Malaysia reaches new peak in world democracy ladder despite political instability since Dr Mahathir’s resignation

Malaysia is one of only 38 countries which recorded an improvement in their scores in the 2020 edition of the democracy index. — Picture by Hari Anggara
Malaysia is one of only 38 countries which recorded an improvement in their scores in the 2020 edition of the democracy index. — Picture by Hari Anggara

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KUALA LUMPUR, Feb 3 — Malaysia climbed in 2020 to its best-ever placing in a global democracy index, reaching the 39th spot out of 167 countries even though there has been less political stability since Tun Dr Mahathir Mohamad’s resignation in February last year.

In the Economist Intelligence Unit’s (EIU) Democracy Index 2020 released today, Malaysia ranked 39th globally in 2020, an improvement from the 43rd spot in 2019 and the 52nd spot in 2018.

As for Malaysia’s overall score based on five categories, the country improved slightly to 7.19 points in 2020, up from its previous best score of 7.16 in 2019. The total maximum score that can be obtained in the index is 10.00.

The 7.19 overall score is Malaysia’s new best record since the Democracy Index started in 2006.

 

 

Malaysia is one of only 38 countries (22.6 per cent) which recorded an improvement in their scores in the 2020 edition of the democracy index, while 116 other countries or almost 70 per cent had recorded a decline in their total score compared to 2019 while 13 other countries had no changes in their scores.

In zooming in on South-east Asia, the EIU noted that Thailand’s score in the democracy index regressed in 2020, following the latter’s treatment of the opposition there and curbs on freedom of expression and on the media after the 2019 general election there, including the arrest of protesters that were seeking Parliament dissolution and a new and more democratic constitution.

The EIU then compared the situation in Thailand to Malaysia’s own situation.

"By contrast, political stability in Malaysia has deteriorated since the departure of Mahathir Mohamad as prime minister in March 2020.

“However, improvements in electoral process and pluralism have resulted in more democratic political institutions," the EIU said in its report briefly, without elaborating on the specific improvements under the electoral process and pluralism category.

The EIU democracy index is based on five categories of electoral process and pluralism; civil liberties; the functioning of government; political participation; and political culture.

While the EIU did not mention where Malaysia improved in terms of electoral process and pluralism, the results showed Malaysia as gaining the highest points in this category at 9.58 points as compared to the points the country was given in other categories.

Under this category, 12 questions are considered, including whether there are free and fair elections at the national level and municipal level, whether citizens can cast their vote free from threats to their security, whether there are laws providing for broadly equal campaigning opportunities, and whether the process of funding political parties are transparent.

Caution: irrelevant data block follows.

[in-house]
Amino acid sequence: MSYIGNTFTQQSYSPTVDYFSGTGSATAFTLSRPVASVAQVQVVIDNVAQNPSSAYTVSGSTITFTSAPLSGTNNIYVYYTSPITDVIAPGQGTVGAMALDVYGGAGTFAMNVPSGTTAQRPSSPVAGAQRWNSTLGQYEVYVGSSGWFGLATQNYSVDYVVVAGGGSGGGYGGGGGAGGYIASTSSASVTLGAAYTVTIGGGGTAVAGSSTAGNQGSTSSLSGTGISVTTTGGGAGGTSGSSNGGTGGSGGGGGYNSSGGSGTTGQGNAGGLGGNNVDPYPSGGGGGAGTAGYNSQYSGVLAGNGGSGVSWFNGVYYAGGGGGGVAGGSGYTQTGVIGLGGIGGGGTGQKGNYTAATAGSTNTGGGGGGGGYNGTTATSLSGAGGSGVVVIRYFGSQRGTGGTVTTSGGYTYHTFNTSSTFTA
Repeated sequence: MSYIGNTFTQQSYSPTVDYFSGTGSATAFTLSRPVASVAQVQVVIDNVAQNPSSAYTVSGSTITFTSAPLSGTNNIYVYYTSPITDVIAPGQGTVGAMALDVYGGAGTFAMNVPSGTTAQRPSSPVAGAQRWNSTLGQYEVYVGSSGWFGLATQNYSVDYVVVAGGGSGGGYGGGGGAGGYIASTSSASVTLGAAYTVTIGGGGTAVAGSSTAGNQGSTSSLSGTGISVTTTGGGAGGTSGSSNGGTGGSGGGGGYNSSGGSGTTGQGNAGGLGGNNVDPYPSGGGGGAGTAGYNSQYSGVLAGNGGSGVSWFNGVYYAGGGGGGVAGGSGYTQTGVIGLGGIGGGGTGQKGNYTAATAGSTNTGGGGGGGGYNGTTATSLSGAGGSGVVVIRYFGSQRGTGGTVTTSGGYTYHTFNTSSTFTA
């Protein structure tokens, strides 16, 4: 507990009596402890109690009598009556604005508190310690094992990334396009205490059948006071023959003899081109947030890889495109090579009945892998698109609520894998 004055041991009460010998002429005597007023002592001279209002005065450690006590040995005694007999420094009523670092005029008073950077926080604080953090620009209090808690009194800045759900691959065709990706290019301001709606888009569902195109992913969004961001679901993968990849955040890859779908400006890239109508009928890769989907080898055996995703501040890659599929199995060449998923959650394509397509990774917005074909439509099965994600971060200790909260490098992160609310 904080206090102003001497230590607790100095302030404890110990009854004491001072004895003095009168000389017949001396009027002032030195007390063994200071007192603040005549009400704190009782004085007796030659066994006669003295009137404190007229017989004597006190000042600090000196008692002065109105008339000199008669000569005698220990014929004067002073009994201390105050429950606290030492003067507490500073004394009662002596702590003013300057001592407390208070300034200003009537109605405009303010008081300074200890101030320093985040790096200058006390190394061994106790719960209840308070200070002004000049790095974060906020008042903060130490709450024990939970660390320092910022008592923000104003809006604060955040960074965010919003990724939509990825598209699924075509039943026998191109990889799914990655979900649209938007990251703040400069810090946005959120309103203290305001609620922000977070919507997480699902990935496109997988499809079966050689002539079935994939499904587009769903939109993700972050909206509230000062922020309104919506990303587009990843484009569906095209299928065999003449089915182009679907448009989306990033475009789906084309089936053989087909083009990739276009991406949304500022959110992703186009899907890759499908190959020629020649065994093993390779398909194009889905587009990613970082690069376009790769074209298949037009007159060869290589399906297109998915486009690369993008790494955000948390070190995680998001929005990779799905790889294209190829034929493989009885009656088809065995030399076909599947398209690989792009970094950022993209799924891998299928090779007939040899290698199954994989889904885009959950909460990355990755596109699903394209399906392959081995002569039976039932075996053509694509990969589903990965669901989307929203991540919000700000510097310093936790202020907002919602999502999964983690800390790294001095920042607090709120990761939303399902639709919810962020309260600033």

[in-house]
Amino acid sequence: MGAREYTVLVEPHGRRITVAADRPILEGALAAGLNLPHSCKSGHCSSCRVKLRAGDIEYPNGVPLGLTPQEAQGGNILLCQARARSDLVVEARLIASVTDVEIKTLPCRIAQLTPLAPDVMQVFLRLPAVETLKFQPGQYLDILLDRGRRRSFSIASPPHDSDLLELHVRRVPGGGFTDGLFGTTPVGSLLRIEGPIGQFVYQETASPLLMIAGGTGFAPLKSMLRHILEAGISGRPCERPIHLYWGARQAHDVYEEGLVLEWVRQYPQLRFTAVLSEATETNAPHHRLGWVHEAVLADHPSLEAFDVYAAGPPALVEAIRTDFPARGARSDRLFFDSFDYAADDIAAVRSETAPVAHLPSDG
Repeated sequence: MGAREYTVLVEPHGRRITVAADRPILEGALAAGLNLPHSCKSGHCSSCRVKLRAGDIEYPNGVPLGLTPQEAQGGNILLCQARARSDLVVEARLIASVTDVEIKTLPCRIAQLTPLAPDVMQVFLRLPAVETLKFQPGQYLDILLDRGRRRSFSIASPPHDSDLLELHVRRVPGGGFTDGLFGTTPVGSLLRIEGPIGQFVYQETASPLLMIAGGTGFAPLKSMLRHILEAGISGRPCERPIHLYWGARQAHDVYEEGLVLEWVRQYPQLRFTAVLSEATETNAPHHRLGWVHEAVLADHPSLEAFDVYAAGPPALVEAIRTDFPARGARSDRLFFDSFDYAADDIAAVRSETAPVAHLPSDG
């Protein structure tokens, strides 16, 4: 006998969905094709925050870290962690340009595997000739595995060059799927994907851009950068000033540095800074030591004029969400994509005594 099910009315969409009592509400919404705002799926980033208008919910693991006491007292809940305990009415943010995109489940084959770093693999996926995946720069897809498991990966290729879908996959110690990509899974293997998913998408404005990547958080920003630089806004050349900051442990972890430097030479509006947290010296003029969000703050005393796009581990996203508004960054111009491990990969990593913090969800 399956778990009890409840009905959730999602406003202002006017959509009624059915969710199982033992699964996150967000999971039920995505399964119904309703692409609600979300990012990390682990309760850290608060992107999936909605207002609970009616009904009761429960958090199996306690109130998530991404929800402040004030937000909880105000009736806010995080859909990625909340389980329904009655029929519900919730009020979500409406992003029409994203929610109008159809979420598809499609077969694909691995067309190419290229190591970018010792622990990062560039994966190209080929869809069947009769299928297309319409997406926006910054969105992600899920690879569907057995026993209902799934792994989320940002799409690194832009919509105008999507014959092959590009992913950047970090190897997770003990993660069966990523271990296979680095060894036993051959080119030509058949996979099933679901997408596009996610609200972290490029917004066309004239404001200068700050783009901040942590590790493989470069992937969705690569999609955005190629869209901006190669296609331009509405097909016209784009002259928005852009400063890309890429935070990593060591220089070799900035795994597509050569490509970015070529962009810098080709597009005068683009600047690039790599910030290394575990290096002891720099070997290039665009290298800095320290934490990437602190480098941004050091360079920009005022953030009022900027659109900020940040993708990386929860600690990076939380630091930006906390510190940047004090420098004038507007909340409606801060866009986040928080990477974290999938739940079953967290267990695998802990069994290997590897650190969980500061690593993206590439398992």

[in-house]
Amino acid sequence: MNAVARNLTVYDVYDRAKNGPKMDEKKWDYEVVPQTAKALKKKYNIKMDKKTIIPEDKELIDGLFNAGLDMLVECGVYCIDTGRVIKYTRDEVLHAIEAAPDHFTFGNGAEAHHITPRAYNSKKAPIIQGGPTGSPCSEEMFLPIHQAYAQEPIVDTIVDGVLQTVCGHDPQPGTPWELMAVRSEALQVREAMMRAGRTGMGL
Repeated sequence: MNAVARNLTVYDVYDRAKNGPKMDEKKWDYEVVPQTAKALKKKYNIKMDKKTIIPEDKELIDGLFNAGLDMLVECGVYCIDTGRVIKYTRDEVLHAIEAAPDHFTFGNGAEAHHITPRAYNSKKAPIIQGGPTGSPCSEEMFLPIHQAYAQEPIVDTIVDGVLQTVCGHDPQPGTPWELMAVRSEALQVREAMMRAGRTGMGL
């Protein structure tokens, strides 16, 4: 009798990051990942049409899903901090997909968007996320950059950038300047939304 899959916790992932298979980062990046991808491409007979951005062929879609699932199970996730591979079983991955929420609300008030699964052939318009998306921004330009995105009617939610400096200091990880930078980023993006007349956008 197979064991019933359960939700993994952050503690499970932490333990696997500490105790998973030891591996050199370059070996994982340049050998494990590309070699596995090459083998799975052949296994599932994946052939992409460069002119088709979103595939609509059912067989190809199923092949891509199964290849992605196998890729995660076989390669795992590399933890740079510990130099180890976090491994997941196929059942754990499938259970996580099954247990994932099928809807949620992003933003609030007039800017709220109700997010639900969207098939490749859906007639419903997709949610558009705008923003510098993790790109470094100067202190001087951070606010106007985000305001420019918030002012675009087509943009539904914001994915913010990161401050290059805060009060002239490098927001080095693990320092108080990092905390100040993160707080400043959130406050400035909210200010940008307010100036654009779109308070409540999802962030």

Also considered are whether there are clear constitutional mechanisms for orderly transfer of power between governments after elections, whether citizens are free to form political parties that are independent of the government and whether they are free to form political and civic organisations free of interference and surveillance from the government, whether opposition parties have a realistic prospect of achieving government, and whether potential access to public office is open to all citizens.

As for the other four categories, Malaysia scored 7.86 points for functioning of government, 6.67 points for political participation, 6.25 points for political culture, 5.59 points for civil liberties.

Within the Asia and Australasia 2020 regional ranking, Malaysia ranks sixth out of 28 countries, putting it above countries such as Timor Leste, the Philippines, Indonesia, Thailand, Singapore, Cambodia, Myanmar, Vietnam and Laos.

While there were changes to 11 countries and territories’ categorisation in the 2020 index including Japan, South Korea, and Taiwan moving from “flawed democracy” to be known as “full democracies”, the rest of the countries in the index remained in their existing categories, including Malaysia in the “flawed democracy” category.

The two other categories after full democracies and flawed democracies are hybrid regimes and authoritarian regimes.

In the 2020 Democracy Index, 23 countries are full democracies, 52 are flawed democracies, 35 are hybrid regimes, while 57 are authoritarian regimes.

Flawed democracies are defined by the EIU as countries receiving scores above six but less than eight or equal to eight, with these countries having free and fair elections and respect for basic civil liberties even if there are problems such as infringements on media freedom, but with significant weaknesses in other aspects of democracy such as governance problems, underdeveloped political culture and low levels of political participation.

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